Kushner, however, told a group of congressional interns that "there may be no solution" to the conflict. Short of wiping Israel off the map, which the PA does in every cartographic depiction of the "state of Palestine," there certainly will be no solution in the foreseeable future.
Nevertheless, many Americans continue to repeat what Abbas regularly feeds the international community: that the "Israeli occupation" is at the root of Palestinian terrorism. For internal consumption, however, Abbas has made it clear, in word and deed, that Israel's very establishment in 1948 is what all Arabs should consider the real "catastrophe." This is why he laughably announced that he would sue the UK for the Balfour Declaration, a letter sent 100 years ago to the head of the Jewish community in Britain expressing support for a Jewish homeland in Palestine.
The majority of the Arab citizens of the Jewish state, who make up one-fifth of its population, not only know that Abbas totally distorts history to keep a stranglehold on his people and maintain status at the United Nations, but enjoy full rights as equal members of Israeli society. They have political parties and seats in the Knesset, hold seats on the Supreme Court, and are among the country's prominent academics, doctors, lawyers and other professionals. Israel is a liberal democracy, after all.
In America, two liberal organizations, the American Civil Liberties Union (ACLU) and the Rutherford Institute, defended the "constitutional and civil right" of the neo-Nazis and white supremacists to hold their rally in Charlottesville. When the free speech turned into illegal riots, however, the ACLU of Virginia stated:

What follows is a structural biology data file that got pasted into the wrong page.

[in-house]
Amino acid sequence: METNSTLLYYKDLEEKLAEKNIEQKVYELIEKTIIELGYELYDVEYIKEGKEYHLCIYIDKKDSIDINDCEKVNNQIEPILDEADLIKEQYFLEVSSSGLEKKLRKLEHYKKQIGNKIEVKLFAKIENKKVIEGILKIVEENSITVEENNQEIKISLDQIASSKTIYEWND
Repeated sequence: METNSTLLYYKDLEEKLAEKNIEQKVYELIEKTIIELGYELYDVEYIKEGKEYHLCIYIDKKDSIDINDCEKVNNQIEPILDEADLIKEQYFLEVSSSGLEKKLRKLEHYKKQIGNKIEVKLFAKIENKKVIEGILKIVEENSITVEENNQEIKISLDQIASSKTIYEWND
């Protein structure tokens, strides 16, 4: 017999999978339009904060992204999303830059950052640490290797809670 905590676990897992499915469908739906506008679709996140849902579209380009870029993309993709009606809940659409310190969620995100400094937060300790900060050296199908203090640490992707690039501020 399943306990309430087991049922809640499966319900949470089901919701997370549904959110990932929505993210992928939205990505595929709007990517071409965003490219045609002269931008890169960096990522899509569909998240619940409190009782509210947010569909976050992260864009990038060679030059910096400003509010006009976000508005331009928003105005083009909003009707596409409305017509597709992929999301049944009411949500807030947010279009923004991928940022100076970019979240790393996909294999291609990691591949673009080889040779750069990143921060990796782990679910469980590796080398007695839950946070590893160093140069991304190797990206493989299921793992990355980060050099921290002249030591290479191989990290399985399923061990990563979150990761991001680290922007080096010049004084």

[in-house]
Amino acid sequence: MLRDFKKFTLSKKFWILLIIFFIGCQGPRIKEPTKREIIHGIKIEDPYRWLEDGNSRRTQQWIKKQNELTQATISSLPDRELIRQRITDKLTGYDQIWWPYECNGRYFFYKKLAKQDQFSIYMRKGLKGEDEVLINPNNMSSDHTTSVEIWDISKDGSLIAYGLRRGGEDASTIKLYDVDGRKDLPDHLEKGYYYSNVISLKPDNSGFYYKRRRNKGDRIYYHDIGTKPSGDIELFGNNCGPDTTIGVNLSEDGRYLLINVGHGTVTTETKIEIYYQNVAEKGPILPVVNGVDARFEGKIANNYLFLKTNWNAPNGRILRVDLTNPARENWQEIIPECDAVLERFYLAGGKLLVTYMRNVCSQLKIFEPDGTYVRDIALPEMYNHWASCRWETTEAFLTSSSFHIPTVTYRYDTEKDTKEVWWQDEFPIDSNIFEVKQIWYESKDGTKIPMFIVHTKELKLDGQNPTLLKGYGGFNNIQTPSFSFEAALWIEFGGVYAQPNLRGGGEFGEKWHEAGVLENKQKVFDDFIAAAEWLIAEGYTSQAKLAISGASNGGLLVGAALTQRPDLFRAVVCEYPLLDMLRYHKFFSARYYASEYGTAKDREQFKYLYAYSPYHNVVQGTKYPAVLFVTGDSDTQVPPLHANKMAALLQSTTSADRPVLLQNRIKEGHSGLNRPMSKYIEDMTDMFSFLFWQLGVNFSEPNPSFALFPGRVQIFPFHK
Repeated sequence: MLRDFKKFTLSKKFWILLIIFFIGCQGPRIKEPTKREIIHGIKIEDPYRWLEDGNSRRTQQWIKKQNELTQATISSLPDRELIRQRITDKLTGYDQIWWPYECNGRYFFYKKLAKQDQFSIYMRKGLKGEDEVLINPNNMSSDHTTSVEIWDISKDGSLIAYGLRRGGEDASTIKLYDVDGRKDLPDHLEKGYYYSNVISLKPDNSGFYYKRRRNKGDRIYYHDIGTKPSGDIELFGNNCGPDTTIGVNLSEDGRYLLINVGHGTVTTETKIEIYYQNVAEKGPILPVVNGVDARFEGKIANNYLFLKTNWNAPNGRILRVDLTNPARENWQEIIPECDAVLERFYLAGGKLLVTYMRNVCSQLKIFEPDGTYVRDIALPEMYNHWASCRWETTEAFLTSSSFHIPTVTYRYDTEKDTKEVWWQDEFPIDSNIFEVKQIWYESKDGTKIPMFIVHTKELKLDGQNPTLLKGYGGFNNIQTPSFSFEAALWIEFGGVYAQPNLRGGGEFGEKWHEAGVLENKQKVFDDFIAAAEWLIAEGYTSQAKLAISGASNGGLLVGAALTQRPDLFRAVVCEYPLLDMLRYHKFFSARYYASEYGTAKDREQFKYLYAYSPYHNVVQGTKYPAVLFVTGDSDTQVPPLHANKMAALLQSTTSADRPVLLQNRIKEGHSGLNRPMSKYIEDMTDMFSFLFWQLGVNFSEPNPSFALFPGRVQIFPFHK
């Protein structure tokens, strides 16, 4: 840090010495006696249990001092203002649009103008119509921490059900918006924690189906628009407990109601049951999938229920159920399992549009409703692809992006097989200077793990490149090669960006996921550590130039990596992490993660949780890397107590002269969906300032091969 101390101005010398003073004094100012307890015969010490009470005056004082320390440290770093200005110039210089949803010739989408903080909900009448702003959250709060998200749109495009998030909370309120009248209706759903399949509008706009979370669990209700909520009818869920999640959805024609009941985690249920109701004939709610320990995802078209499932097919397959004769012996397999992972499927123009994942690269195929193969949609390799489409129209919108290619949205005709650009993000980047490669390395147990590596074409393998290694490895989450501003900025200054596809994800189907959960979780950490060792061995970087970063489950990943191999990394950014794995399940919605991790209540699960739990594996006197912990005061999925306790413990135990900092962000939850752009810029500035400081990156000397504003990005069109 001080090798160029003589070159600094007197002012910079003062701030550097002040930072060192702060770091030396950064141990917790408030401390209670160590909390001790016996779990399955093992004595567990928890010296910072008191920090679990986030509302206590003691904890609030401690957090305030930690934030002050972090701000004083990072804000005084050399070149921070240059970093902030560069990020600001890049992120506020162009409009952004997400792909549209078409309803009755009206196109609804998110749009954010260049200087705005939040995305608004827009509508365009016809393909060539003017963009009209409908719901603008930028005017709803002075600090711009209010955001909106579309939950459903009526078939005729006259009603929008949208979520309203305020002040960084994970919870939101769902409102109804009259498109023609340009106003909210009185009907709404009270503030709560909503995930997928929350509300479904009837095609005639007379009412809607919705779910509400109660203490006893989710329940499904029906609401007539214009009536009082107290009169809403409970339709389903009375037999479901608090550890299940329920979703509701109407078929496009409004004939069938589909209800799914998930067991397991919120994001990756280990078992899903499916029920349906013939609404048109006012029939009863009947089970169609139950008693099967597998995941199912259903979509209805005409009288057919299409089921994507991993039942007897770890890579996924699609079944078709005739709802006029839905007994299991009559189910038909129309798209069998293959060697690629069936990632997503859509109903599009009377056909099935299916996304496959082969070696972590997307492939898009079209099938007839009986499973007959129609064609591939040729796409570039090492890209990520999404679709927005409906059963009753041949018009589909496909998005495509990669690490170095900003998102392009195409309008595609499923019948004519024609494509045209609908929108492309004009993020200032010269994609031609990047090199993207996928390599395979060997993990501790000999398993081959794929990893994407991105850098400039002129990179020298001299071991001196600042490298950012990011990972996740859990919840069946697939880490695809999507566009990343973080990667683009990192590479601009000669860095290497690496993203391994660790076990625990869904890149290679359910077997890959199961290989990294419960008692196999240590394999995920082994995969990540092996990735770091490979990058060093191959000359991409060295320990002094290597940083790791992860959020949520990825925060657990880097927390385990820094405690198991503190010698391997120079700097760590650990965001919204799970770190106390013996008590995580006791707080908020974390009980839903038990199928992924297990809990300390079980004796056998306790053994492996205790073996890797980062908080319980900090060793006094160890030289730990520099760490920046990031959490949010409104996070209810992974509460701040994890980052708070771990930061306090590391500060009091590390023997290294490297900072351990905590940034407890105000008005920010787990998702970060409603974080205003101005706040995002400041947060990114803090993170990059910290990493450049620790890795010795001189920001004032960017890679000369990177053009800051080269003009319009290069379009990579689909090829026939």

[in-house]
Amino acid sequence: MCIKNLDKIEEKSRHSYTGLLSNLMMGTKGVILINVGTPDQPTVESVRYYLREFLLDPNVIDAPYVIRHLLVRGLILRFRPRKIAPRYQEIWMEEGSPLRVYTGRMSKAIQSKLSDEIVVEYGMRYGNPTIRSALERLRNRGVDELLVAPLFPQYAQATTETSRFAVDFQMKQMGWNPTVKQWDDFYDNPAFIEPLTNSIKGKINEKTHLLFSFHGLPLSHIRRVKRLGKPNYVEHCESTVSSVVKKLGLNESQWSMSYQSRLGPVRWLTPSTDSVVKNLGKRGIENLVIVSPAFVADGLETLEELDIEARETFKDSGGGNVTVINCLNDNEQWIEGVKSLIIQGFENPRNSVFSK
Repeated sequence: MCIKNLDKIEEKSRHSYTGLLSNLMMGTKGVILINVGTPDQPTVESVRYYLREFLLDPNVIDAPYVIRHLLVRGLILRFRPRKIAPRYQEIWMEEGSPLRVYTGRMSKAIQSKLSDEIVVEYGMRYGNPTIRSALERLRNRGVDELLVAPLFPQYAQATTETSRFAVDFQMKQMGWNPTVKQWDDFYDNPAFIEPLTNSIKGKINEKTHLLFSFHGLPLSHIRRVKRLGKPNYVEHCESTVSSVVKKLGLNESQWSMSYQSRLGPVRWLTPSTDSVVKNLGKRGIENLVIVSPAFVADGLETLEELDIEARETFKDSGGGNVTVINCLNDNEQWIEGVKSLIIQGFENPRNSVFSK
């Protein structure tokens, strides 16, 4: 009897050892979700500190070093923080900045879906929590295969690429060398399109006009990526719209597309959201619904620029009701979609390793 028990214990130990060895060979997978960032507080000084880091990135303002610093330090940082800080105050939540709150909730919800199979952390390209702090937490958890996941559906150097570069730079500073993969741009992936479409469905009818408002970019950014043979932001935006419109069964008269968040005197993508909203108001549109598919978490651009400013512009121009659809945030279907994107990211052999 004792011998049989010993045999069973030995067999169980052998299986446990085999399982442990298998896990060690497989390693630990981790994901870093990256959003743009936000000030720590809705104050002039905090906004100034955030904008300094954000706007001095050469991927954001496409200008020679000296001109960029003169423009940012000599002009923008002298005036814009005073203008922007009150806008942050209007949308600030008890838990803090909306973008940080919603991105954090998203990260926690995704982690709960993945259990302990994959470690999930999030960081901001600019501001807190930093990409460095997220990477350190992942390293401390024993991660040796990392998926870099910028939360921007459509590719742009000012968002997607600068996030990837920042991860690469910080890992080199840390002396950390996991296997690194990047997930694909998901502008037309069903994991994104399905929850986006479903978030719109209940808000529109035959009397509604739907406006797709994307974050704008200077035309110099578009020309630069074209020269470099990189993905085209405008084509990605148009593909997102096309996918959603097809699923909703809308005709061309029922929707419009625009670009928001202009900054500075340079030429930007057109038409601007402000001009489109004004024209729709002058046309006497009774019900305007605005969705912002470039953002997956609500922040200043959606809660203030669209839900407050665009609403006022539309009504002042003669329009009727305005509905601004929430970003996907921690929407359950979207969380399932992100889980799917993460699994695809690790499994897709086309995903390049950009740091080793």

"What happened... had nothing to do with free speech. It devolved into conduct against individuals motivated by hate that was initially thuggish, and ultimately, deliberately murderous. There will be a time to investigate, assign responsibility, and seek accountability, and we will be a voice in that process. For now, we decry white nationalism, reject hatred, and weep."
Abbas and his henchmen in the PA, in contrast, do not allow freedom of expression. They do not "weep" over the "thuggish" and "deliberately murderous" conduct of their populace; instead, they champion and fund it. A Palestinian who uses his car as a deadly weapon is viewed by his peers and rulers as a hero. Physical violence is officially sanctioned and rewarded. An American who commits violence is demonized by everyone other than a handful of hard-core bigots.
Still, many in the U.S. consider America to be a racist country and the Palestinians worthy of stalwart support. This is the true meaning of what George Orwell called "doublethink" -- the "power of holding two contradictory beliefs in one's mind simultaneously, and accepting both of them."
On the eve of team Trump's imminent visit to Israel and the Palestinian Authority, let us hope that Washington is not becoming similarly afflicted.
Ruthie Blum is the author of "To Hell in a Handbasket: Carter, Obama, and the 'Arab Spring.'"